Thanks again for the reply, Tracy, I really do appreciate it. I’ll be there tonight, and i’ll bring photos, so we could perhaps discuss it? I wear a green jacket.

TracyN on September 28, 2006 at 9:13 am

Thanks for your feedback, Brian. There are a couple of points I would like to clarify. I am not sure what “ribbon” you mean, but it is my understanding have researched this that we have detailed it to the 30s look. The underside of the canopy is again a recreation of the 30s look. From all photos I saw the Essaness lettering did not look neonized, so we did not include neon in the Victory Gardens lettering. The lettering boards are an exact replica of the original lettering boards and use black channel letters that hook onto the sign. White letters would not show against the white background. No letters have been put up yet, as they arrived at the site approximately an hour ago. The areas that you refer to as gray texturized cement are not yet complete, so the current look does not relfect the finished look. The final look will be a black cement plaster with a high gloss finish, and yes, the poster cases are going back up. I don’t know where you saw the green pulsichrome terra cotta, there certainly was no evidence of it existing when we removed the metal panels that had been added in the eighties, and as we only have black and white photos available from that time, we can’t really speculate whether it may have been green at some point. Hope this helps!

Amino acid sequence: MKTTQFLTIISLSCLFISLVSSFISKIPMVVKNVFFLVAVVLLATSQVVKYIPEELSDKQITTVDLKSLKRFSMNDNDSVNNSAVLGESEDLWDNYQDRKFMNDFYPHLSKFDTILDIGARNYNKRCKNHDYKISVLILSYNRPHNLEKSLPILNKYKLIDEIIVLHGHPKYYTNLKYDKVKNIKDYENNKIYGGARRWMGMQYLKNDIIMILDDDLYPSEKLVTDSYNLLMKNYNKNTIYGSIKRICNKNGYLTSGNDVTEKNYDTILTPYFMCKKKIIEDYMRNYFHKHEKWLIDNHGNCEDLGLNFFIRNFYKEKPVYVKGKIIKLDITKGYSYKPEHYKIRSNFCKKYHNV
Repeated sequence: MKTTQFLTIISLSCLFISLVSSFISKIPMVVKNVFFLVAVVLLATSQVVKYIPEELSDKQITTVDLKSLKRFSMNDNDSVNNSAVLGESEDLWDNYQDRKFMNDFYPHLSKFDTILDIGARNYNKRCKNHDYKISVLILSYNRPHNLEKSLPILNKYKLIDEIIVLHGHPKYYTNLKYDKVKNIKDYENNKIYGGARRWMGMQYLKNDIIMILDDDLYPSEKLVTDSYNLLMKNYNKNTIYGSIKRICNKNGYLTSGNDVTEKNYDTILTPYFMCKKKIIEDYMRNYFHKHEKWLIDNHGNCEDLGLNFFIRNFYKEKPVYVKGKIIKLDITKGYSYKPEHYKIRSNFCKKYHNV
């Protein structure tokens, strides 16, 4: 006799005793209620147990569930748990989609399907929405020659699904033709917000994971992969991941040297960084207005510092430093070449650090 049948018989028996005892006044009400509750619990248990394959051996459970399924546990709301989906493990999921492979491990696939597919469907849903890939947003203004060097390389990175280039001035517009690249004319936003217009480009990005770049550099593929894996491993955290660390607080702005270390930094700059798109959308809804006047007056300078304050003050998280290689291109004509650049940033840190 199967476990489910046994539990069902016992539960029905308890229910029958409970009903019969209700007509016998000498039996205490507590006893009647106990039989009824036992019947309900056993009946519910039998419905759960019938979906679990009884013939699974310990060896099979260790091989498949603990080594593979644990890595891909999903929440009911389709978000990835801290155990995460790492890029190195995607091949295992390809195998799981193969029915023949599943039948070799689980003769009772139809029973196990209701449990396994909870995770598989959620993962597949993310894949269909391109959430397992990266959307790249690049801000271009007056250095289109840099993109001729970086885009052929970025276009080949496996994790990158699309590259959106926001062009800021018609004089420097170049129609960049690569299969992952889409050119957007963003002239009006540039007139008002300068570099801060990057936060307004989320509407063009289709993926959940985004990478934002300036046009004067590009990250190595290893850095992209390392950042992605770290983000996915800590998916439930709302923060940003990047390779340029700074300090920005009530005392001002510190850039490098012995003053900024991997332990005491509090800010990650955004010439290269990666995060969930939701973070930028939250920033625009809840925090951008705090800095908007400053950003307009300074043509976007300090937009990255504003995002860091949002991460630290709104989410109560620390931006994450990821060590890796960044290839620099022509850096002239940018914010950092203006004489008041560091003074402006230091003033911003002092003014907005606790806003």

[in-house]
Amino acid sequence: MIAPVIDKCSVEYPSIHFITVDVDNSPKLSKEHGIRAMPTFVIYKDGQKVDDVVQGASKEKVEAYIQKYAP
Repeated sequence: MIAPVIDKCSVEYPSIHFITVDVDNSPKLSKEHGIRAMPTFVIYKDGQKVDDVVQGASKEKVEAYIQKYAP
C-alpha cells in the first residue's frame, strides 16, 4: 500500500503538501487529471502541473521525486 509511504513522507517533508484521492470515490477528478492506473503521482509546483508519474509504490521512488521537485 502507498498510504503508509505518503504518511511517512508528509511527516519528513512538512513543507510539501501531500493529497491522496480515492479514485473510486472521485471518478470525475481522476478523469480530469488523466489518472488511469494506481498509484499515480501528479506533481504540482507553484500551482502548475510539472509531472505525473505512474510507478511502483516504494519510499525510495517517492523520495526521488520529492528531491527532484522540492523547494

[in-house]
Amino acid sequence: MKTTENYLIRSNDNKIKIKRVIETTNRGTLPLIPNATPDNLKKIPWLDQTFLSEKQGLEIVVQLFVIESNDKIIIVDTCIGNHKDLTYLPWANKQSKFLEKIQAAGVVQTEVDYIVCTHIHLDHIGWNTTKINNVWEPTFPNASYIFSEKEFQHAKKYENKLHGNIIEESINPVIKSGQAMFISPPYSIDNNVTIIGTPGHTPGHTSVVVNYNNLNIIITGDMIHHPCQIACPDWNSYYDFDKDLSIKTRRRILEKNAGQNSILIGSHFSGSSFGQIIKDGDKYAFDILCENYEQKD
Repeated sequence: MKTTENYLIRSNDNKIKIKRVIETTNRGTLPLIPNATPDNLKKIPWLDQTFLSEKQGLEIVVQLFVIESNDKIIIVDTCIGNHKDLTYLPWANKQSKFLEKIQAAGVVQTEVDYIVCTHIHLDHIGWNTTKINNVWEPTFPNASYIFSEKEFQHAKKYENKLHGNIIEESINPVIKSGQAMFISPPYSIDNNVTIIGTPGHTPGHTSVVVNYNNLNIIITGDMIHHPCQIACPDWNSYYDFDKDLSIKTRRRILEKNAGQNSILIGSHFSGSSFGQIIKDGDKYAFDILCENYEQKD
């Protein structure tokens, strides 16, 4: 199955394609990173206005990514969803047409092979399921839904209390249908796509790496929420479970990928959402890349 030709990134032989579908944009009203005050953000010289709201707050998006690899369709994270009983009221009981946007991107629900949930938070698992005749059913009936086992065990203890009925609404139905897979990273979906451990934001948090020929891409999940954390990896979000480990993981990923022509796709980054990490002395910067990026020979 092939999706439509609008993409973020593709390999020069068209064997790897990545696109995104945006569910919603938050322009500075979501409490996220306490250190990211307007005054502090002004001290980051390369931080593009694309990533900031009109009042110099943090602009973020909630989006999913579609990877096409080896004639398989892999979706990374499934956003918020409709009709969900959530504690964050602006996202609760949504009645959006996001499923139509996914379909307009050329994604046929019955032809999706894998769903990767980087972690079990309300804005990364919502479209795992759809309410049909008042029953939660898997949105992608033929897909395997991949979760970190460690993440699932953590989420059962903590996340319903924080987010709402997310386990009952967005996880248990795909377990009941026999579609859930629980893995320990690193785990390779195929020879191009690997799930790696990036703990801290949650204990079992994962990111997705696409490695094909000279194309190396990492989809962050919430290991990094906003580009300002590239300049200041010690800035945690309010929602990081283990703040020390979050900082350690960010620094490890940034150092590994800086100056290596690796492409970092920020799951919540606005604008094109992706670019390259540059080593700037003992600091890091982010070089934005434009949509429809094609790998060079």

Broan on September 27, 2006 at 7:45 pm